Low-Protein Diets and the Nondialyzed Uremic Patient

  • Joel D. Kopple
  • Charlotte E. Roberts
  • Gerald P. Grodstein
  • Gaurang M. Shah
  • Robert L. Winer
  • Warren D. Davidson
  • Dan A. Henry
  • Stanley S. Franklin


It is accepted that in patients with chronic renal failure, dietary control of salt and water balance and diuretics should be used to prevent depletion or excessive retention of salt and water.1 Similarly, there is little argument concerning the need to control dietary potassium, phosphorus, and magnesium intake, to provide calcium and vitàmin supplements, and to use phosphate binders in such patients.1,2 Thus the controversy concerning the value of dietary therapy in chronic uremia relates to the management of protein intake to postpone dialysis therapy and optimize nutritional status.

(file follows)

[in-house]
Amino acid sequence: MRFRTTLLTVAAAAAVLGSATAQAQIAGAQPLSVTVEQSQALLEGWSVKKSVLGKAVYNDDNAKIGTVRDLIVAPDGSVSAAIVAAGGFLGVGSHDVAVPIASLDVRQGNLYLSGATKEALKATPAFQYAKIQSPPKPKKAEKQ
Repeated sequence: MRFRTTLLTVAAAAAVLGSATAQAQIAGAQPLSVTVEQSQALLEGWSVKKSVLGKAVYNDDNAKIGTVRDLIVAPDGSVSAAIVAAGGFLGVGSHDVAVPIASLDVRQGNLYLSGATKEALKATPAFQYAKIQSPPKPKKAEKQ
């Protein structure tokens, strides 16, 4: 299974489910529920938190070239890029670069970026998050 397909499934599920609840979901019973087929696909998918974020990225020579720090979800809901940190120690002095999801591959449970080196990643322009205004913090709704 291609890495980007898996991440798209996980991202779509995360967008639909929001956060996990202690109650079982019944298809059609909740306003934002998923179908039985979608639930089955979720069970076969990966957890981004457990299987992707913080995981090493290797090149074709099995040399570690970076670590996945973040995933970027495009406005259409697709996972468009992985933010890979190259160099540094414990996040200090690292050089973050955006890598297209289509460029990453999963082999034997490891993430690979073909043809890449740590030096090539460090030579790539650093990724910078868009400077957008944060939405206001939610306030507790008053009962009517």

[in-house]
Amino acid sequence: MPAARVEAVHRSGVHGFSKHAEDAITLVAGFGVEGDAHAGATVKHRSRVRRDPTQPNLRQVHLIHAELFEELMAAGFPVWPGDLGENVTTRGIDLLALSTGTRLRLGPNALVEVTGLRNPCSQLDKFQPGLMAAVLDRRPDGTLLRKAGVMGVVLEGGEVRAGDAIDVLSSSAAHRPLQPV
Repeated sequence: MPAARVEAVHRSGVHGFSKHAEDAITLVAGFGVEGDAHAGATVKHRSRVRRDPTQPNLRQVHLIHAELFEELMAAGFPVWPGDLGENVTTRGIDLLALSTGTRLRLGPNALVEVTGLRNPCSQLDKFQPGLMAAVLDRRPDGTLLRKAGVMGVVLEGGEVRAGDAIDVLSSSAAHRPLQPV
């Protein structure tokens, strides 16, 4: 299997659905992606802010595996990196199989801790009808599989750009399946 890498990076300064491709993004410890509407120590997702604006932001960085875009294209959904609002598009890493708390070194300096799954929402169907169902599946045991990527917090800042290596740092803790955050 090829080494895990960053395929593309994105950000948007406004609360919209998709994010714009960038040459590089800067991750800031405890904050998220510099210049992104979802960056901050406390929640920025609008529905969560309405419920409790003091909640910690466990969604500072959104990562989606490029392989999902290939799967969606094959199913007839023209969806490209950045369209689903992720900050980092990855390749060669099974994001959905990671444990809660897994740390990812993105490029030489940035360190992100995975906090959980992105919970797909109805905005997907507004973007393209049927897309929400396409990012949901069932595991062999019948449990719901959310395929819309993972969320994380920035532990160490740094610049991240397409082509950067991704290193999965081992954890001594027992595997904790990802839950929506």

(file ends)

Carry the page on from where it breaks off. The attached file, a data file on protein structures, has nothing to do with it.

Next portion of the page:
Chronic Renal Failure Essential Amino Acid Nitrogen Intake Nitrogen Balance Continuous Ambulatory Peritoneal Dialysis 
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Copyright information

© Plenum Publishing Corporation 1982

Authors and Affiliations

  • Joel D. Kopple
    • 1
    • 2
  • Charlotte E. Roberts
    • 1
    • 2
  • Gerald P. Grodstein
    • 1
    • 2
  • Gaurang M. Shah
    • 3
    • 4
  • Robert L. Winer
    • 3
    • 4
  • Warren D. Davidson
    • 1
    • 2
  • Dan A. Henry
    • 1
    • 2
  • Stanley S. Franklin
    • 1
    • 2
  1. 1.Medical and Research ServicesVeterans Administration Wadsworth Medical CenterLos AngelesUSA
  2. 2.Department of Medicine and Public HealthUniversity of CaliforniaLos AngelesUSA
  3. 3.Veterans Administration Medical CenterLong BeachUSA
  4. 4.University of California IrvineIrvineUSA

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